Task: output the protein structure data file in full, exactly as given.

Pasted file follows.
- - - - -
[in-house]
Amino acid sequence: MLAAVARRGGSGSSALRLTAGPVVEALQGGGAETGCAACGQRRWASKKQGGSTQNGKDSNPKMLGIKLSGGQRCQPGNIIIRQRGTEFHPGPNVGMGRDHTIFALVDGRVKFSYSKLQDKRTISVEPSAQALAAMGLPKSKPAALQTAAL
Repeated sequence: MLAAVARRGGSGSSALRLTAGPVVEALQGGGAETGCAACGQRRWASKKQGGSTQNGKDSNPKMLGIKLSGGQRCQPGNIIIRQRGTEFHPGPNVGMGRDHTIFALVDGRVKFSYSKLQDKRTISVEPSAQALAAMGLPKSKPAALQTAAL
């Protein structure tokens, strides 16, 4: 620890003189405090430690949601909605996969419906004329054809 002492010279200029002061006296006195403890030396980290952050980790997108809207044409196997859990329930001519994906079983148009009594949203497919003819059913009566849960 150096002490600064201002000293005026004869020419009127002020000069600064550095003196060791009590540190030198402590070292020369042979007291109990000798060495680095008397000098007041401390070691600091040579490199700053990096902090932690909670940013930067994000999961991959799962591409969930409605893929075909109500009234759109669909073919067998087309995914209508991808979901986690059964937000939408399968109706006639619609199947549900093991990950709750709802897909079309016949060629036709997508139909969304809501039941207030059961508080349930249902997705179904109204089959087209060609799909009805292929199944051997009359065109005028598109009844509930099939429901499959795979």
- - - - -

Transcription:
[in-house]
Amino acid sequence: MLAAVARRGGSGSSALRLTAGPVVEALQGGGAETGCAACGQRRWASKKQGGSTQNGKDSNPKMLGIKLSGGQRCQPGNIIIRQRGTEFHPGPNVGMGRDHTIFALVDGRVKFSYSKLQDKRTISVEPSAQALAAMGLPKSKPAALQTAAL
Repeated sequence: MLAAVARRGGSGSSALRLTAGPVVEALQGGGAETGCAACGQRRWASKKQGGSTQNGKDSNPKMLGIKLSGGQRCQPGNIIIRQRGTEFHPGPNVGMGRDHTIFALVDGRVKFSYSKLQDKRTISVEPSAQALAAMGLPKSKPAALQTAAL
């Protein structure tokens, strides 16, 4: 620890003189405090430690949601909605996969419906004329054809 002492010279200029002061006296006195403890030396980290952050980790997108809207044409196997859990329930001519994906079983148009009594949203497919003819059913009566849960 150096002490600064201002000293005026004869020419009127002020000069600064550095003196060791009590540190030198402590070292020369042979007291109990000798060495680095008397000098007041401390070691600091040579490199700053990096902090932690909670940013930067994000999961991959799962591409969930409605893929075909109500009234759109669909073919067998087309995914209508991808979901986690059964937000939408399968109706006639619609199947549900093991990950709750709802897909079309016949060629036709997508139909969304809501039941207030059961508080349930249902997705179904109204089959087209060609799909009805292929199944051997009359065109005028598109009844509930099939429901499959795979």